Gorky’s “Freedom is not given – it’s taken” found to be “extremist”


According to an official assessment, the slogan “Freedom is not given – it’s taken” is extremist and “undermines the moral pillars of society”, the human rights association AGORA reports. The assessment was carried out at the request of the Novorossiysk Prosecutor and signed by an assistant professor of a part of the Kuban State University Vladimir Rybnikov.

On the basis of this assessment, the Prosecutor has sent an application to the Oktyabrsky District Court to have the Novorossiysk Human Rights Committee declared an extremist organization and dissolved. The leaders of the Committee – Tamara and Vadim Karastelev used a placard with this slogan at one of their pickets.

According to Rybnikov, the slogan “Freedom is not given – it’s taken” is “erroneous and dangerous”. He states that Karastelov “consciously or not” is serving the interests of those who would like to undermine the socio-political system of contemporary Russia, in particular the interests of the USA, “Russia’s strategic adversary”.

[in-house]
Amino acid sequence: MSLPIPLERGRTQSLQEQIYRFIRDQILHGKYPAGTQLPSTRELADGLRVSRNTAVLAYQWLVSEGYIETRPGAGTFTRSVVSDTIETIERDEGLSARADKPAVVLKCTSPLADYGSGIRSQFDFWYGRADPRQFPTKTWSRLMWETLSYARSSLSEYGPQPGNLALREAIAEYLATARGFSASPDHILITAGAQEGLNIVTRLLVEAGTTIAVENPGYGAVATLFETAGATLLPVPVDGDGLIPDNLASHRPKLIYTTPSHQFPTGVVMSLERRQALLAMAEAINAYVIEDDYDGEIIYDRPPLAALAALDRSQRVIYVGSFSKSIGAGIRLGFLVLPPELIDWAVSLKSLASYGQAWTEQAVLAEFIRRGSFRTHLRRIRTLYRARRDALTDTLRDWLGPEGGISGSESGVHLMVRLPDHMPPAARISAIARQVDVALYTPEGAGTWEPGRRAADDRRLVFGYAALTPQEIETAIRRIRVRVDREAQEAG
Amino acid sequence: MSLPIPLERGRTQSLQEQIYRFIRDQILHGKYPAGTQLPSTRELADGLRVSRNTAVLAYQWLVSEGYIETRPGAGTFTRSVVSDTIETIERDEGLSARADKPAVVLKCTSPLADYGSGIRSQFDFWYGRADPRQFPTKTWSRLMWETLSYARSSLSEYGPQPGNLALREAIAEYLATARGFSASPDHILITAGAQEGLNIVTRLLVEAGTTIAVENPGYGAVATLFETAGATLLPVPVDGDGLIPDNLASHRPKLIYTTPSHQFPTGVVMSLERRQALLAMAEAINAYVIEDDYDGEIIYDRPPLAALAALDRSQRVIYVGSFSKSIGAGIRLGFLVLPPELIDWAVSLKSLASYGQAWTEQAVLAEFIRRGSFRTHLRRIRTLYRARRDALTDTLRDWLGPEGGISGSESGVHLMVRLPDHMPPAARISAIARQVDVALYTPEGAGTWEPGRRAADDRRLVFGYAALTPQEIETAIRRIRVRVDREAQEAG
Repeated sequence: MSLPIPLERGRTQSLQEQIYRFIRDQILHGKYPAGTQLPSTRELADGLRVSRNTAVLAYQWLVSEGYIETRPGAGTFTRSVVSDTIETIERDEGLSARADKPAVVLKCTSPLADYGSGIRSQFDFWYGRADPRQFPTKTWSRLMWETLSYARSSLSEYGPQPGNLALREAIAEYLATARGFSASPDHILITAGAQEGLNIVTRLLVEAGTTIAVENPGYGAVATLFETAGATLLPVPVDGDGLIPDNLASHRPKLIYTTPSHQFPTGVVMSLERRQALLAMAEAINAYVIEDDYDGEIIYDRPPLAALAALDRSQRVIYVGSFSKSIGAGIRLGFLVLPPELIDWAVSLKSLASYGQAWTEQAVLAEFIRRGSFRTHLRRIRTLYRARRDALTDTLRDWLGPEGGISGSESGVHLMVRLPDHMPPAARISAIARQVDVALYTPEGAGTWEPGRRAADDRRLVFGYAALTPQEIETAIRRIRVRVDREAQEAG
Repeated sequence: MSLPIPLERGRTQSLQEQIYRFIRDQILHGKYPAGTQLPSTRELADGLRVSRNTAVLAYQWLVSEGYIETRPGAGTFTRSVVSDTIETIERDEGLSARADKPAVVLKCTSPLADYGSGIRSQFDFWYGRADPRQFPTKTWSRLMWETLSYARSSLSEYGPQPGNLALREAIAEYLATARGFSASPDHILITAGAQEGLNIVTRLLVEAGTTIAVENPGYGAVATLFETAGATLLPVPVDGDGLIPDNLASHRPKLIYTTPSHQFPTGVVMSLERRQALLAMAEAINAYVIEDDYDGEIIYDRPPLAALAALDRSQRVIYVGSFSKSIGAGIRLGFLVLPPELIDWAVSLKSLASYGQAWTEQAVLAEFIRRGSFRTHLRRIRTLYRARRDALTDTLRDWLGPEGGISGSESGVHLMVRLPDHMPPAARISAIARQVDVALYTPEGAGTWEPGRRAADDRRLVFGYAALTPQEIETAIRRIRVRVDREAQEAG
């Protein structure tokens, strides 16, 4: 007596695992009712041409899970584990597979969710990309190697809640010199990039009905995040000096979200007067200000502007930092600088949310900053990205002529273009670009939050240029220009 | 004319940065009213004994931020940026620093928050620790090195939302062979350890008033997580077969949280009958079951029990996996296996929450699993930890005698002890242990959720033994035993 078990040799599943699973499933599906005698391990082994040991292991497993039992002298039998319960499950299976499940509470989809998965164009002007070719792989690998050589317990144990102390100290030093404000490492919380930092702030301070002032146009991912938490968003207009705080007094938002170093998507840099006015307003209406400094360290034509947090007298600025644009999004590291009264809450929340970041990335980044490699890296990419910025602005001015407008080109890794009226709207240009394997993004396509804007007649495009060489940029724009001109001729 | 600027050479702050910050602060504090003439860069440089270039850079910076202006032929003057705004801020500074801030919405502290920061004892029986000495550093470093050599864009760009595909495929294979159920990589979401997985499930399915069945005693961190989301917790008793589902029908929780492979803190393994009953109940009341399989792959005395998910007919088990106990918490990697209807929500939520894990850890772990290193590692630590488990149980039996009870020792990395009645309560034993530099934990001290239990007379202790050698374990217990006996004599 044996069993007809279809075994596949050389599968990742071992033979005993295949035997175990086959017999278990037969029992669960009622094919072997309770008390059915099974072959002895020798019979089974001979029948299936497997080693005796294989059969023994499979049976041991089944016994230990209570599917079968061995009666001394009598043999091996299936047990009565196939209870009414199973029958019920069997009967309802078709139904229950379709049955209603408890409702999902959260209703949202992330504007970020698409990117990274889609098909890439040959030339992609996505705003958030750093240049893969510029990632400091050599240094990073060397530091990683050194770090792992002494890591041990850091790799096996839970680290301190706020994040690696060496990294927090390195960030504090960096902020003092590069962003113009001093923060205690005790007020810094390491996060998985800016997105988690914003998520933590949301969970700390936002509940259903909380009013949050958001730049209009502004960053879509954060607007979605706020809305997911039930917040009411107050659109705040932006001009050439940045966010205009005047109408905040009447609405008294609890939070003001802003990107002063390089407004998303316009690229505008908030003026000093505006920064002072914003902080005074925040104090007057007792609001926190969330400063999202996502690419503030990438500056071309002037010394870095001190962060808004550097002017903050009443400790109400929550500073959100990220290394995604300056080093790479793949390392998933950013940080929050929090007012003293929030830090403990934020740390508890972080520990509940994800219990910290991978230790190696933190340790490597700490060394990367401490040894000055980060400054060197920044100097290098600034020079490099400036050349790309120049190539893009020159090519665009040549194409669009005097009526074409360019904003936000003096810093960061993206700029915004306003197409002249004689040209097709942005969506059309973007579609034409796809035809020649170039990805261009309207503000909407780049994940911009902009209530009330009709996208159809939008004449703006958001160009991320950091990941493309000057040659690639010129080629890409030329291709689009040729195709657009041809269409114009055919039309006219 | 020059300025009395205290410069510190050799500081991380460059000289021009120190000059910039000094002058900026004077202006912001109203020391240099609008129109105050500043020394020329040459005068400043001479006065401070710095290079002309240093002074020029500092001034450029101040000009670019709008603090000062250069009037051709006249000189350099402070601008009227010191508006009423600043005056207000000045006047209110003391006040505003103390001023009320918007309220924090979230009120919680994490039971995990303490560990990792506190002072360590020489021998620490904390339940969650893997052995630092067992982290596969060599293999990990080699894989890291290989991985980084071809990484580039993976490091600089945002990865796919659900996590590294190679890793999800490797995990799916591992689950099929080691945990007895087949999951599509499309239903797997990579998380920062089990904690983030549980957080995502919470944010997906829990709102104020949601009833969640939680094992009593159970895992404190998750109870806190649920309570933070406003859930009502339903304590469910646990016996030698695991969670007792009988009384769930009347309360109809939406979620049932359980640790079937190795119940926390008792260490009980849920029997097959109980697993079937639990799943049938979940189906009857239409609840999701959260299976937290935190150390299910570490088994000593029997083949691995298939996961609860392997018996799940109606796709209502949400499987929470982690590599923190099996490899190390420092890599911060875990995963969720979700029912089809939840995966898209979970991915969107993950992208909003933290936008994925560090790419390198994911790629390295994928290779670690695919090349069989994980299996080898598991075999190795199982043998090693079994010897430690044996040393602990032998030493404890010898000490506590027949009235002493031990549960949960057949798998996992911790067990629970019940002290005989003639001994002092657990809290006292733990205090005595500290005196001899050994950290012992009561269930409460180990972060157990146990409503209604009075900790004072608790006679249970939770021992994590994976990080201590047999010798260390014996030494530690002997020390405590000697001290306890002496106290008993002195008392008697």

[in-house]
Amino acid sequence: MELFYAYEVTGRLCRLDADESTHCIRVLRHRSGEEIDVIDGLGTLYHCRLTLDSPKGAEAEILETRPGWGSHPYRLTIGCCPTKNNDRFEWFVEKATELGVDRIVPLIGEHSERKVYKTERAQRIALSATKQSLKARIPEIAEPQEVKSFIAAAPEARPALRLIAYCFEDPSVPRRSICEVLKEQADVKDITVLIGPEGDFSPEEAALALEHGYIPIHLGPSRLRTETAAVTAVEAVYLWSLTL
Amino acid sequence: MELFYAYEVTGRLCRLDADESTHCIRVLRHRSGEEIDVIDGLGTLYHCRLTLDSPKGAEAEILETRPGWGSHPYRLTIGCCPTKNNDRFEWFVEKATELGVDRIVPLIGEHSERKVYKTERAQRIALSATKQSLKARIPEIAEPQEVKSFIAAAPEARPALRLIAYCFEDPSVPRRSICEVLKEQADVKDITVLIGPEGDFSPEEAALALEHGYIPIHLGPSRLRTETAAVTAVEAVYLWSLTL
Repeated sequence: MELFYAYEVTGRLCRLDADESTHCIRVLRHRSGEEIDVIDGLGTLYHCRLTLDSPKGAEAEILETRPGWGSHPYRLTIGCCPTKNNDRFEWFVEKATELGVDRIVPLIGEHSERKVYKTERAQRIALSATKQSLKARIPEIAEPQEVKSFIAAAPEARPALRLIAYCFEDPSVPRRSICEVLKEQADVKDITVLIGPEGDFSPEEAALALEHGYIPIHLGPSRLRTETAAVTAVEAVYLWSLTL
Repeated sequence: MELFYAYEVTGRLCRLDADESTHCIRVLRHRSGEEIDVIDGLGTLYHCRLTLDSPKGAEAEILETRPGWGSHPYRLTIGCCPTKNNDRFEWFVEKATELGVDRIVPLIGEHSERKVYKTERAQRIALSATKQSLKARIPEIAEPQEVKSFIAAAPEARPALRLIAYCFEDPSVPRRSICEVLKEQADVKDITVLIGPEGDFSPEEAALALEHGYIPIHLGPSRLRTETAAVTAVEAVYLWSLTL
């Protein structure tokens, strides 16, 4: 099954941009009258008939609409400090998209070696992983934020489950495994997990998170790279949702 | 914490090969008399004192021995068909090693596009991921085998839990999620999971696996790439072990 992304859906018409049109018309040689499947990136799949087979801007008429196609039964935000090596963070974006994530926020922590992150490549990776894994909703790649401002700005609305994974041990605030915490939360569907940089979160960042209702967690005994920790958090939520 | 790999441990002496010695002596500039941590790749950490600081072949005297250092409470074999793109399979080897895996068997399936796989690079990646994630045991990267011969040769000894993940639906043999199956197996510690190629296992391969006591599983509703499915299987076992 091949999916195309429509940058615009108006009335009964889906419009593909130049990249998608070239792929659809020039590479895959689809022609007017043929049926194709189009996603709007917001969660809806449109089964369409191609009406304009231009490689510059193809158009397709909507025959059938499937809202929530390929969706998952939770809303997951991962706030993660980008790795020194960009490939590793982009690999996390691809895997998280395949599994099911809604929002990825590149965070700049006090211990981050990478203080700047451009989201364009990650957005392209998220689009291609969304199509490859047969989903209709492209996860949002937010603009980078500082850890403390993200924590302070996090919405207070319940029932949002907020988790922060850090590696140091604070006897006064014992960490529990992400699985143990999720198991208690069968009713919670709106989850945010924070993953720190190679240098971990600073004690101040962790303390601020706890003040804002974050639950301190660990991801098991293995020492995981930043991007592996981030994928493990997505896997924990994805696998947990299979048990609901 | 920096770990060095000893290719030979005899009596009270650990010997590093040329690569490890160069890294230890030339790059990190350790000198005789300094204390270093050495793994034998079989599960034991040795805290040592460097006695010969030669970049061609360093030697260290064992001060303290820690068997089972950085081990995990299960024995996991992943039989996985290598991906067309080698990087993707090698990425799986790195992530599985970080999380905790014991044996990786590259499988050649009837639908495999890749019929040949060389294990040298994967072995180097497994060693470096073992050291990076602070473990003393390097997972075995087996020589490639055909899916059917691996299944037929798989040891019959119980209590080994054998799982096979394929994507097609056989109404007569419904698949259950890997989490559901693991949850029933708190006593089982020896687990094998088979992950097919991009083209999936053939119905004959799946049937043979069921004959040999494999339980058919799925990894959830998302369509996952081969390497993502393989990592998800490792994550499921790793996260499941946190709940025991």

A second assessment was provided by the Head of the “Psychological-pedagogical medical and social centre “Dialogue”, Svetlana Guzeva. This psychologist with the highest qualifying level states: “The call to take freedom oneself, beyond legally defined frameworks, can be viewed as a call by the organizers of the meet to active measures against current legislation. The slogan “Freedom is not given – it’s taken” is an utterance which stirs people and could be taken by minors, older adolescents as inciting them to active resistance to the authorities”.

Neither of these “experts” has taken into consideration the fact that the slogan “Freedom is not given – it’s taken” is a rephrasing of a quote from a play by Maxim Gorky (he has: “Rights are not given, rights are taken”.

Problems for the Novorossiysk Human Rights Committee over the slogan arose in April of this year. After receiving a recommendation from the FSB, the Prosecutor sent the human rights defenders a warning that extremist activities were unacceptable. They appealed against this warning in court which rejected their appeal on the basis of the above-mentioned assessments. It was after this that the Prosecutor sent the application to have the Committee declared extremist, and to have its activities suspended until the case is heard.

From a report at

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